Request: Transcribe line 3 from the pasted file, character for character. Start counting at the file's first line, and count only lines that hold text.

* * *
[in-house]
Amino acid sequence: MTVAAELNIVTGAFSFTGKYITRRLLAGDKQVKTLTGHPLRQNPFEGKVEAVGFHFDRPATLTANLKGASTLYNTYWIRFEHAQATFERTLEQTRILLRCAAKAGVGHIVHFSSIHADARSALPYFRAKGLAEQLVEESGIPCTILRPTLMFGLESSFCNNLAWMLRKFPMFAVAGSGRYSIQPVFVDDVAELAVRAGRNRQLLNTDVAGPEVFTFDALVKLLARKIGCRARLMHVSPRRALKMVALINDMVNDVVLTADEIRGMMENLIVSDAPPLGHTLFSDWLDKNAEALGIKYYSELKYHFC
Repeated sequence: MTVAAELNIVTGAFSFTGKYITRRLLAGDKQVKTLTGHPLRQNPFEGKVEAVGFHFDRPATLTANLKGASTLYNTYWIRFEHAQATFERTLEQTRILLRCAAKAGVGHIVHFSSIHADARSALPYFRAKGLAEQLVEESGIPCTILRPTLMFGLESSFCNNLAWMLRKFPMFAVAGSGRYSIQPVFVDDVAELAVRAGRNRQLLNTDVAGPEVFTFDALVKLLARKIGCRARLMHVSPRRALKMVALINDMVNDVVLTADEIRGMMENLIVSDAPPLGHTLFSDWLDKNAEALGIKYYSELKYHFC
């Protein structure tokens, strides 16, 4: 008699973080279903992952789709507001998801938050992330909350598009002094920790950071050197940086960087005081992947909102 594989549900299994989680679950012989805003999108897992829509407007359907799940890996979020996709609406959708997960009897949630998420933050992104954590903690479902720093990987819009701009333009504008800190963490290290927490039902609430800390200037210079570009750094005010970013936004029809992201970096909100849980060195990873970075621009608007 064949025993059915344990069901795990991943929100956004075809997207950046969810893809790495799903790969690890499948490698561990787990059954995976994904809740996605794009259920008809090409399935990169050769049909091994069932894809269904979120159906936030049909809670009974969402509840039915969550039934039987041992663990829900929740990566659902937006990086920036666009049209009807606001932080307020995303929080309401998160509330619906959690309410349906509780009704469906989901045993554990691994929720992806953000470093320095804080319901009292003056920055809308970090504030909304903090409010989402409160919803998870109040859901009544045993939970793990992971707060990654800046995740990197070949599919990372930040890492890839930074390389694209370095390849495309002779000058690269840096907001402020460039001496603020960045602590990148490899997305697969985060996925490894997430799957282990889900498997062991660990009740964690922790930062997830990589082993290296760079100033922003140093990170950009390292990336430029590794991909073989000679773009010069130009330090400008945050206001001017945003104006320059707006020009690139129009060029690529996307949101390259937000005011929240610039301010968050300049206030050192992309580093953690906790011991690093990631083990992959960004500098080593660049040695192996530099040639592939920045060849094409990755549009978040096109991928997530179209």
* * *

Repeated sequence: MTVAAELNIVTGAFSFTGKYITRRLLAGDKQVKTLTGHPLRQNPFEGKVEAVGFHFDRPATLTANLKGASTLYNTYWIRFEHAQATFERTLEQTRILLRCAAKAGVGHIVHFSSIHADARSALPYFRAKGLAEQLVEESGIPCTILRPTLMFGLESSFCNNLAWMLRKFPMFAVAGSGRYSIQPVFVDDVAELAVRAGRNRQLLNTDVAGPEVFTFDALVKLLARKIGCRARLMHVSPRRALKMVALINDMVNDVVLTADEIRGMMENLIVSDAPPLGHTLFSDWLDKNAEALGIKYYSELKYHFC